“Professional freeholders have a long-term interest in the building and it is their role to protect the interests of leaseholders and mitigate these costs as far as possible. Leaseholders could be liable to pay a contribution towards the cost of the remedial works, depending on the wording of their lease agreements, but it is patently unfair that leaseholders should have to pay for such works.”
Solution: “Building RE” Freeholders have been working hard to fix these buildings as quickly as possible but central funding is essential for the acceleration of this process and to make these buildings safe as quickly as possible.
Whilst the expansion of the fund is welcome, the Government must introduce a longer-term funding solution that will spread the burden of these costs as widely as possible. To that end, the industry is calling for a single, centralised and ring-fenced “Building RE” fund that will serve as a long-term solution. This would be initially resourced by the Government but would be repaid by industry over time.
There are a number of ways this could be achieved:
- A building control levy on the sale of every new-build apartment property.
- A charge (tax) paid by the developer upon the sale of freehold.
- An increase to Insurance Premium Tax.
- A VAT charge on the sale of new-build properties.
The levy would be charged on both flats and houses, notwithstanding that only 20% of all new-builds are flats. This is to ensure adequate funds are raised and avoid shifting of development from flats to houses to avoid the levy.
The cladding levy would be paid on all flats and houses built and/or sold after the inception date in both the private and public sector. This would include all private and public housing developed and held for rent without being sold (i.e. build to rent).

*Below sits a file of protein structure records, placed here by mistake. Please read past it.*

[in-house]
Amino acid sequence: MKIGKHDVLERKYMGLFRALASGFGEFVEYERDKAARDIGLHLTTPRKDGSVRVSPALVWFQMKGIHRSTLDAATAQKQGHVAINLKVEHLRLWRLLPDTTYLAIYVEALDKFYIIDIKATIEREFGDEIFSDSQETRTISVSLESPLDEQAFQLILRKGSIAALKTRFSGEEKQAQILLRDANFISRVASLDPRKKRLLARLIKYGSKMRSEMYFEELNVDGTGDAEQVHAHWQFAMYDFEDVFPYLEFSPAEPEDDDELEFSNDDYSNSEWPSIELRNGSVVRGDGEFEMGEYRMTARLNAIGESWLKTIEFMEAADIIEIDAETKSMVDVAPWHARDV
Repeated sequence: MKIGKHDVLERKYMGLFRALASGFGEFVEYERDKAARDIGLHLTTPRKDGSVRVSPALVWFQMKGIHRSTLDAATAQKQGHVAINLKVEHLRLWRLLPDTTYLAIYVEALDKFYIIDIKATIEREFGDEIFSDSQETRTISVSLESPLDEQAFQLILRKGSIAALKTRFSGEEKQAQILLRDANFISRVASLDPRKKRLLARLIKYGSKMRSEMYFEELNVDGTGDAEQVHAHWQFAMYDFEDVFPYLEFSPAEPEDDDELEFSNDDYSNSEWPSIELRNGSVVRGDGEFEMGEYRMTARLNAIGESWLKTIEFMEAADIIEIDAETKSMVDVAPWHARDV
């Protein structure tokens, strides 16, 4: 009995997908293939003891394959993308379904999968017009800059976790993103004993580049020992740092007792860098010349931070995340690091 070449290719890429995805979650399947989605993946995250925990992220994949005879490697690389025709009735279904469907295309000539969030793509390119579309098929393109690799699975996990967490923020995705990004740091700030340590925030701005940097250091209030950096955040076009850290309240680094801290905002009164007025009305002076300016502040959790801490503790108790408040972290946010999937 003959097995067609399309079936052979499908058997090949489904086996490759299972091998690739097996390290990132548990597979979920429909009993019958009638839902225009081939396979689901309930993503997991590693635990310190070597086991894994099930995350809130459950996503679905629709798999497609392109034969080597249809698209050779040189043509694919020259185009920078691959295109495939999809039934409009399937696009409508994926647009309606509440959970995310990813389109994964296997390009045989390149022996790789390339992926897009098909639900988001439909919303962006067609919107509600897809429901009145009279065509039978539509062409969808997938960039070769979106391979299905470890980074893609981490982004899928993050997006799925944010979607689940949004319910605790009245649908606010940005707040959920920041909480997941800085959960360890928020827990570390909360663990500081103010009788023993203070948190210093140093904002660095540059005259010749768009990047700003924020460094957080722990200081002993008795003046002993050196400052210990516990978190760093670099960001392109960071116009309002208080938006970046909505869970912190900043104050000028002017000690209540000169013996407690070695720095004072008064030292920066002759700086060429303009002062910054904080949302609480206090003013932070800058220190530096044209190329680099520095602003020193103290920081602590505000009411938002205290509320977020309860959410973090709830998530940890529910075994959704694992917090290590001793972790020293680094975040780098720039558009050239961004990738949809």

The total annual funding raised is estimated at £450m [based on 2020 estimate of 180,000 new-builds x £250k average sales value x 1% levy]. Over 10 years the fund would raise approximately £5bn.
Long Harbour (Prop: William Waldorf Astor)
On behalf of its clients, Long Harbour has invested approximately £2bn in the UK residential sector – “mainly pension funds” – including ground rent portfolios valued in excess of £1.4bn, comprising over 190,000 leasehold properties across the UK. It is now the second largest manager of freeholds in the UK: 190,000 leasehold properties.
In common with leaseholders, the freeholder played no role in the design or construction of these buildings. Yet, using expert resources, the freeholder has been able to lead the immensely time consuming and complex process of remediation. This is one of many examples that demonstrate the
continued need for professional oversight in apartment buildings.
Potential Solution: “Building Re” Responsible parties including freeholders have been working hard to fix these buildings as quickly as possible but central funding is essential for the acceleration of this process and to make these buildings safe as quickly as possible.
Whilst the expansion of the fund is welcome, the Government must introduce a longer-term funding solution that will spread the burden of these costs as widely as possible. To that end, the industry is calling for a single, centralised and ring fenced “Building RE” fund that will serve as a long-term solution.
This was originally discussed with the former Secretary of State at the Ministry of Housing, Communities and Local Government Rt Hon James Brokenshire MP at a roundtable attended by a wide variety of stakeholders [= no leaseholders] in October 2018. This would be initially resourced by the Government but would be repaid by industry over time. (See above, where Consensus outlines the plan.)
Wallace Estates (Prop: Count Luca Rinaldo Contardo Padulli)
Wallace Partnership Group Limited owns and manages some 106,000 freehold titles in England and Wales, 99% of which are financed by pension funds, it claims. Wallace consists of a number of freeholder companies, as well as a management company (Simarc Property Management Limited).
It is owned by mysterious, Norfolk based Count Luca Rinaldo Contardo Padulli.
Professional freeholders have played and continue to play a key role in the remediation of affected buildings.
Insurance has become a major problem for leaseholders in affected buildings across the country. It has become clear that many private insurance companies have been substantially increasing premiums on buildings with unsafe cladding materials or fire defects, or refusing to provide cover at all. We are aware of at least one development which cannot currently source insurance cover (and where potentially individual mortgage terms have been breached) and others where the premium has increased by a factor of ten.
We believe that the Government needs to work with the insurance sector to see how these premiums can be kept at a lower rate, as many leaseholders across the country are being financially burdened.
Solution: lots of money from somebody else.